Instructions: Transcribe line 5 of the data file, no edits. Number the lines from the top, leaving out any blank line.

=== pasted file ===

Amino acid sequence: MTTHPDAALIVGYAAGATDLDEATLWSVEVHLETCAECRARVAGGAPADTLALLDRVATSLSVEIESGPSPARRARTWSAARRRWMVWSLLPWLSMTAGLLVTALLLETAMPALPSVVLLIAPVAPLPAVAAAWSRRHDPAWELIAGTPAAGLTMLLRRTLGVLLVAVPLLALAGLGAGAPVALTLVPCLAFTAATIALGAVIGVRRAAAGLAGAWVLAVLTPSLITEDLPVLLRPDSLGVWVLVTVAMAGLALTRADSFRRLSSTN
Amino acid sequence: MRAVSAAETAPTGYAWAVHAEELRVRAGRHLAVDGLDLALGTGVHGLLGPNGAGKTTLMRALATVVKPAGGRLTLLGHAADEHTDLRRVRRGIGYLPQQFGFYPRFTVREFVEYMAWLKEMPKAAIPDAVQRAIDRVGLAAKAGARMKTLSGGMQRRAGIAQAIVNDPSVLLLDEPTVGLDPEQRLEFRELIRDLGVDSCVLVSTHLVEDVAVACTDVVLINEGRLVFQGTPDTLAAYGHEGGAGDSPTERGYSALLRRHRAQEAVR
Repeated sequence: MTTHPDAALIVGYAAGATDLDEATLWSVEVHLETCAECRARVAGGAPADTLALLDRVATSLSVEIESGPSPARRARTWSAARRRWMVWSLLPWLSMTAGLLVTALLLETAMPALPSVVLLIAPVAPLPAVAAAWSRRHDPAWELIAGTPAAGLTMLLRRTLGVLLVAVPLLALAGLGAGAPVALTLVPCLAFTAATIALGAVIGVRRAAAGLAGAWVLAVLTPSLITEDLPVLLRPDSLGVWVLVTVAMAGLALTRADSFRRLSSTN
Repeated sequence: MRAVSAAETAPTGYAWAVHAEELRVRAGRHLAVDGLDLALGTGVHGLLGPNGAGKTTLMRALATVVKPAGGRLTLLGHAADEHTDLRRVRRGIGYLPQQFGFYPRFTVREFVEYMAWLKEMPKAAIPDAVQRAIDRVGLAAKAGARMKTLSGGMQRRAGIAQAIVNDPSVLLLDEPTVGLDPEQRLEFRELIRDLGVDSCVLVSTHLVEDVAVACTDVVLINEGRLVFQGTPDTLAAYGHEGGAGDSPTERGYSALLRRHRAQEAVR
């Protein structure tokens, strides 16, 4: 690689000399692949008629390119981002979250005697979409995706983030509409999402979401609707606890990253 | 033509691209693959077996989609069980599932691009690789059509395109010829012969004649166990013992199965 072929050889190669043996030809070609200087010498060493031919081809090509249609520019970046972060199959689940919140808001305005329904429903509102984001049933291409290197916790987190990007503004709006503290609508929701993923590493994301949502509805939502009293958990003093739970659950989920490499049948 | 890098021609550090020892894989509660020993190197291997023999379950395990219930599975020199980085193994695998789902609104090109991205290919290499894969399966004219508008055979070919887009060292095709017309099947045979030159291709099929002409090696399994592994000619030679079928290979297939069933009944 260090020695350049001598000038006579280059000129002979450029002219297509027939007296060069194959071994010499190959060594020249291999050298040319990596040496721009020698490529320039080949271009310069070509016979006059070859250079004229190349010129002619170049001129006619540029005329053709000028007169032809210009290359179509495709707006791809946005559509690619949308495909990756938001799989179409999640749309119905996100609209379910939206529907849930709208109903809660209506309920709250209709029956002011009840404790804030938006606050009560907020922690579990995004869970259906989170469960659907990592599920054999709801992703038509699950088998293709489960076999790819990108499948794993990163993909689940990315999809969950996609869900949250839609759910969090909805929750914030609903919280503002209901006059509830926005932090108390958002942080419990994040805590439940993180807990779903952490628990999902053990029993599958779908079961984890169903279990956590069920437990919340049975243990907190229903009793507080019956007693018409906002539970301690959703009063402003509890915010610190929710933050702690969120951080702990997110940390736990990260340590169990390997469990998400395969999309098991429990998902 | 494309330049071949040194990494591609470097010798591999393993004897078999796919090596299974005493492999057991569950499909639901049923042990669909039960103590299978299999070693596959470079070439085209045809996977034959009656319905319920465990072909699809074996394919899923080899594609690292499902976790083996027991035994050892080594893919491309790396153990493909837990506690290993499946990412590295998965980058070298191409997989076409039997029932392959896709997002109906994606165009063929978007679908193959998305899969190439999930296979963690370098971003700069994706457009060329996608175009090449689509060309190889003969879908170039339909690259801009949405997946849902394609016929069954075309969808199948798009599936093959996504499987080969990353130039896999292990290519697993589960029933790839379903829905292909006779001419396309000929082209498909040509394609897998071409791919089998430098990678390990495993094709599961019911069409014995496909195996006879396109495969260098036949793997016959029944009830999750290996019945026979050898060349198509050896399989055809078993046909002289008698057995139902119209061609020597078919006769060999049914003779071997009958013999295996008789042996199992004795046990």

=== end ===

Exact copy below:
């Protein structure tokens, strides 16, 4: 690689000399692949008629390119981002979250005697979409995706983030509409999402979401609707606890990253 | 033509691209693959077996989609069980599932691009690789059509395109010829012969004649166990013992199965 072929050889190669043996030809070609200087010498060493031919081809090509249609520019970046972060199959689940919140808001305005329904429903509102984001049933291409290197916790987190990007503004709006503290609508929701993923590493994301949502509805939502009293958990003093739970659950989920490499049948 | 890098021609550090020892894989509660020993190197291997023999379950395990219930599975020199980085193994695998789902609104090109991205290919290499894969399966004219508008055979070919887009060292095709017309099947045979030159291709099929002409090696399994592994000619030679079928290979297939069933009944 260090020695350049001598000038006579280059000129002979450029002219297509027939007296060069194959071994010499190959060594020249291999050298040319990596040496721009020698490529320039080949271009310069070509016979006059070859250079004229190349010129002619170049001129006619540029005329053709000028007169032809210009290359179509495709707006791809946005559509690619949308495909990756938001799989179409999640749309119905996100609209379910939206529907849930709208109903809660209506309920709250209709029956002011009840404790804030938006606050009560907020922690579990995004869970259906989170469960659907990592599920054999709801992703038509699950088998293709489960076999790819990108499948794993990163993909689940990315999809969950996609869900949250839609759910969090909805929750914030609903919280503002209901006059509830926005932090108390958002942080419990994040805590439940993180807990779903952490628990999902053990029993599958779908079961984890169903279990956590069920437990919340049975243990907190229903009793507080019956007693018409906002539970301690959703009063402003509890915010610190929710933050702690969120951080702990997110940390736990990260340590169990390997469990998400395969999309098991429990998902 | 494309330049071949040194990494591609470097010798591999393993004897078999796919090596299974005493492999057991569950499909639901049923042990669909039960103590299978299999070693596959470079070439085209045809996977034959009656319905319920465990072909699809074996394919899923080899594609690292499902976790083996027991035994050892080594893919491309790396153990493909837990506690290993499946990412590295998965980058070298191409997989076409039997029932392959896709997002109906994606165009063929978007679908193959998305899969190439999930296979963690370098971003700069994706457009060329996608175009090449689509060309190889003969879908170039339909690259801009949405997946849902394609016929069954075309969808199948798009599936093959996504499987080969990353130039896999292990290519697993589960029933790839379903829905292909006779001419396309000929082209498909040509394609897998071409791919089998430098990678390990495993094709599961019911069409014995496909195996006879396109495969260098036949793997016959029944009830999750290996019945026979050898060349198509050896399989055809078993046909002289008698057995139902119209061609020597078919006769060999049914003779071997009958013999295996008789042996199992004795046990």